Although he loses Prat, he gets John Velazquez, who is as big a money rider as there is, so all he loses is familiarity. Also, remember, United has three victories and two seconds in six starts over the Del Mar turf course, with his only other race being the fourth, beaten three-quarters of a length, in this year’s Del Mar Handicap when he came from far back, encountering traffic problems in the stretch. I feel he’ll be an overlay and will be fighting to the end.

If you’re looking for European longshot, keep an eye on the 3-year-old German invader, SISFAHAN, a horse with a strong closing kick who won the German Derby and then, taking on older horses in Grosser Preis von Baden, was second, beaten only a length, by Torquator Tasso, who came back to score a shocking upset in the Prix de l’Arc de Triomphe at 80-1. In his last start, the Preis von Europa, Germany’s version of the Arc, Sisfahan ran on well to finish third, blowing by the first two past the wire. The big difference is that the Preis von Europa is run right-handed around one big turn like the Arc, while the Grosser Preis von Baden is run left-handed around two turns like American racing. And I never underestimate the German horses. They are tough.

Another Euro who I find intriguing is BROOME, who has been used as a pacesetter by Aidan O’Brien, and was 56-1 in the Arc. But earlier in the year he won the Group 1 Grand Prix de Saint-Cloud wire to wire and was beaten a nose in the Group 1 Tattersalls Gold Cup, so he does have class and could be dangerous if he goes out there by himself. He was also beaten a half-length in the 2019 English Derby, coming from well of the pace, which is another reason I find him intriguing. And he gets Frankie Dettori, which moves him up even more.

We’re being realistic here. It’s difficult enough trying to beat Letruska, but to beat her and Malathaat and Royal Flag is an extremely daunting task. So we’ll just throw these two fillies out there and mention the reasons why either one can run a big enough race to threaten the three top choices or at least be part of the exotics.

Dunbar Road seemed to lose her way after winning last year’s Delaware Handicap and was far from the filly that had won the Mother Goose and Alabama Stakes in 2019. But after an uninspiring fifth in this year’s Shuvee Stakes behind Royal Flag she seemed to wake up in the Personal Ensign Stakes and was flying at the end to be beaten three-quarters of a length by Letruska in a four-horse blanket finish, finishing two heads behind Bonnie South and Royal Flag. She lost a lot of ground, going six-wide at the top of the stretch, was bumped by Royal Flag, and probably would have been second if she hadn’t shied from a left-handed whip and drifted out at a critical point inside the eighth pole and losing just enough momentum.

In the Spinster Stakes, Letruska was allowed to coast along on an easy uncontested lead, and Dunbar Road, racing in fifth in the six-horse field, ran a huge race to finish second, cutting Letruska’s 3 ½-length lead at the eighth pole to 1 ¾ lengths at the finish, while pulling 2 ¼ lengths clear of the late-running Bonnie South. So it was impressive on two counts – gaining on Letruska and pulling away from a strong closer like Bonnie South.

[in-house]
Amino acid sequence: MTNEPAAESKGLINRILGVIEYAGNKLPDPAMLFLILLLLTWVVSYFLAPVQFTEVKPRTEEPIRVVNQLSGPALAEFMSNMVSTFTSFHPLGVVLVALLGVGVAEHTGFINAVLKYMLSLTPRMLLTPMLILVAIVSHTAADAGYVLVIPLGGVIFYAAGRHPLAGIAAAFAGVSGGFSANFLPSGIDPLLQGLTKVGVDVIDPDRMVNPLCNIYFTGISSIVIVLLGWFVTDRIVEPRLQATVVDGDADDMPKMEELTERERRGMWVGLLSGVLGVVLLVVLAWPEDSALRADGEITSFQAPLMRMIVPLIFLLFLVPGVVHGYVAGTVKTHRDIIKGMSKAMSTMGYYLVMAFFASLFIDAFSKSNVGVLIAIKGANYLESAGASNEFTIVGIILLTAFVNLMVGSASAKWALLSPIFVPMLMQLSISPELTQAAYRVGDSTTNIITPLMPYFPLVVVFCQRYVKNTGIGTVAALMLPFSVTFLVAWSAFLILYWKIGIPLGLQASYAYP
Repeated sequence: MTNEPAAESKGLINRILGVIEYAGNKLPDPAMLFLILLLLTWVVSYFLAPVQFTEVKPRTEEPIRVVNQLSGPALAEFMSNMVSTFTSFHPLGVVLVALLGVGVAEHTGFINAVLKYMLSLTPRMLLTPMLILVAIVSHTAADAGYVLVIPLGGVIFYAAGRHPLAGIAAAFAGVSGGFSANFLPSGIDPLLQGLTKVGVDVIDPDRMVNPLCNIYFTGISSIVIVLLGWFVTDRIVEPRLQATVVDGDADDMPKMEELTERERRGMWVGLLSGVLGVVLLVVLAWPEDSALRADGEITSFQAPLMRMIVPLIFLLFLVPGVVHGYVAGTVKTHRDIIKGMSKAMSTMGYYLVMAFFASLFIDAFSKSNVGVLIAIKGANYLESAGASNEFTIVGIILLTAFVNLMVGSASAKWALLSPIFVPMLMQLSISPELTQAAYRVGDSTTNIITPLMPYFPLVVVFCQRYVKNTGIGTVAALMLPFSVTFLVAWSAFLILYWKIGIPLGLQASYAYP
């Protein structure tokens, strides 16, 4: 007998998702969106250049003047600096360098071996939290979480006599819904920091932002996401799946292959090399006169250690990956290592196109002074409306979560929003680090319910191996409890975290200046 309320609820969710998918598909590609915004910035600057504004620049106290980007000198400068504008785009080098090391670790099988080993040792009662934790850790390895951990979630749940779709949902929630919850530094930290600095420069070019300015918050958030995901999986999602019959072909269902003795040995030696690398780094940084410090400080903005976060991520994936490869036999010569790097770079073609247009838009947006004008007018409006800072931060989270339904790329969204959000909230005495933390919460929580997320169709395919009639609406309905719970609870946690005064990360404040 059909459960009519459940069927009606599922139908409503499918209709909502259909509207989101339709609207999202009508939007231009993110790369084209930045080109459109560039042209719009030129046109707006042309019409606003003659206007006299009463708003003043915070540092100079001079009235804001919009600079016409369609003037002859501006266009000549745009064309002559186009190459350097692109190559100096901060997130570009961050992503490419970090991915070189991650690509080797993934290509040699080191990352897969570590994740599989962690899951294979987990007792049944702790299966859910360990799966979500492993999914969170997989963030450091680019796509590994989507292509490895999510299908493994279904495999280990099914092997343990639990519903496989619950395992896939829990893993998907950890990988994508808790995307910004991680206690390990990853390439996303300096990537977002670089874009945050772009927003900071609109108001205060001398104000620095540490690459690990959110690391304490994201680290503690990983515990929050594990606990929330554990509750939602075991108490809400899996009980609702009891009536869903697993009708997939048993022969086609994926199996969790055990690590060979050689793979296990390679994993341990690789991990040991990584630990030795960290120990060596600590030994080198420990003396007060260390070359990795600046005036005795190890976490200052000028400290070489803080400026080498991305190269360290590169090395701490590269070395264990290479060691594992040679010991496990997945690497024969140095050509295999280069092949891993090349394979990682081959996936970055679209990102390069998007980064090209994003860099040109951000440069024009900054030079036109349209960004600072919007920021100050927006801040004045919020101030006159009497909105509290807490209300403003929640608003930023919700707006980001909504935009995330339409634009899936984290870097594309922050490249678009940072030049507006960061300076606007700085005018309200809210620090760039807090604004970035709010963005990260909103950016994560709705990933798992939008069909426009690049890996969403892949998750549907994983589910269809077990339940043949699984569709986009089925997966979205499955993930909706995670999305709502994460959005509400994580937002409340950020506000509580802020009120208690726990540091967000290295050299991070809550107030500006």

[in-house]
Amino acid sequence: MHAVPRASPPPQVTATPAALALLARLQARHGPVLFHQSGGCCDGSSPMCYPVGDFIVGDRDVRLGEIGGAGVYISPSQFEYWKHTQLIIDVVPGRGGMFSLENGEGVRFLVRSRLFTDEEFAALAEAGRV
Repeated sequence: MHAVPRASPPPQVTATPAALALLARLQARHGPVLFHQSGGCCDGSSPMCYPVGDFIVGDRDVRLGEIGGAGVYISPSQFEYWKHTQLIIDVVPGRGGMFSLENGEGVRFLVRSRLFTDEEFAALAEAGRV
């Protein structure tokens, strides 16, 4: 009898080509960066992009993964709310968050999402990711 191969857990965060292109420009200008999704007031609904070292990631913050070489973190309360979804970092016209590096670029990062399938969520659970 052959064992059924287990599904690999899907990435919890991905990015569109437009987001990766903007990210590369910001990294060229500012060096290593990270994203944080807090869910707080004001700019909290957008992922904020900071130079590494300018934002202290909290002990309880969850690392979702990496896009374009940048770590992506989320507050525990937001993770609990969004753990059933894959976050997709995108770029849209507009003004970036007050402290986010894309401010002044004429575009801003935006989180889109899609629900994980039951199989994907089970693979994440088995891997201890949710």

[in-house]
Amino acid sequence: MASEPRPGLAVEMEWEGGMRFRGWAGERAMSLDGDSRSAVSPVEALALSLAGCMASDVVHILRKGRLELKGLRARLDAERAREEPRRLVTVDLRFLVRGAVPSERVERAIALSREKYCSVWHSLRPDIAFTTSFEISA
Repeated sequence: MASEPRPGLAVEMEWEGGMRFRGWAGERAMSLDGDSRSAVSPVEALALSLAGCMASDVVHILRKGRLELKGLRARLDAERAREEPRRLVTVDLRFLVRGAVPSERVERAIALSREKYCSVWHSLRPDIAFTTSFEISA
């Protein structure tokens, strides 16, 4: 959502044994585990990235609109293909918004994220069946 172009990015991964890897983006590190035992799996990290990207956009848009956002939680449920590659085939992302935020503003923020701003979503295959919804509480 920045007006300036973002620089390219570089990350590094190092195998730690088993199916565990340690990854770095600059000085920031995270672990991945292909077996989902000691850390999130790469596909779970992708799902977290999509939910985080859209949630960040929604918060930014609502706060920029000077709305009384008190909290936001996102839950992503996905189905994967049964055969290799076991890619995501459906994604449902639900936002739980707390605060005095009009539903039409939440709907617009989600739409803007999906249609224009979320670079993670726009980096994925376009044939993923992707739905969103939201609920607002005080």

She had run a pair of “1 ¾” Thoro-Graph numbers last year, which is slightly slower than Letruska has been running this year. In her last four races she has gone from a “5” to a “3” to a “2 ¼” to a “2,” so she looks like she is on pattern to take another step forward and be right there with Letruska. She has already been running as fast as Malathaat, but it is Royal Flag who is coming off a “negative-1 ½” in the Beldame, so she actually is the fastest filly in the race right now on Thoro-Graph and is really getting good at the right time, and this race should set up well for her. She could be the overlay in this field as third choice, but is still short for a longshot pick.

As for Clairiere, she is only 3 and has never faced older fillies, and has finished behind Malathaat three times. In her defense, however, she made a premature move in the four-horse Coaching Club American Oaks to put pressure on Malathaat, setting it up for Maracuja, who was able to take back and wait to strike. And that is not the way Clairiere wants to run. She basically was used as a sacrificial lamb to prevent Malathaat from having things her own way on the lead.

She really looks to be peaking now after an impressive victory in the Cotillion Stakes, in which she jumped from a career-best “4 ½” Thoro-Graph figure to a “1 ¼.” What really impressed me was how good she looked working in company with BC Classic contender Max Player last week, in which he was under the whip and she was not being asked, but still finished ahead of him and galloped out ahead of him. So, even though she is a 3-year-old going against exceptional older fillies and mares and the leading 3-year-old filly in the country, she looks ready to run the race of her life. Whether that’s good enough we don’t know, but she, like Dunbar Road, is in great form and will be big odds.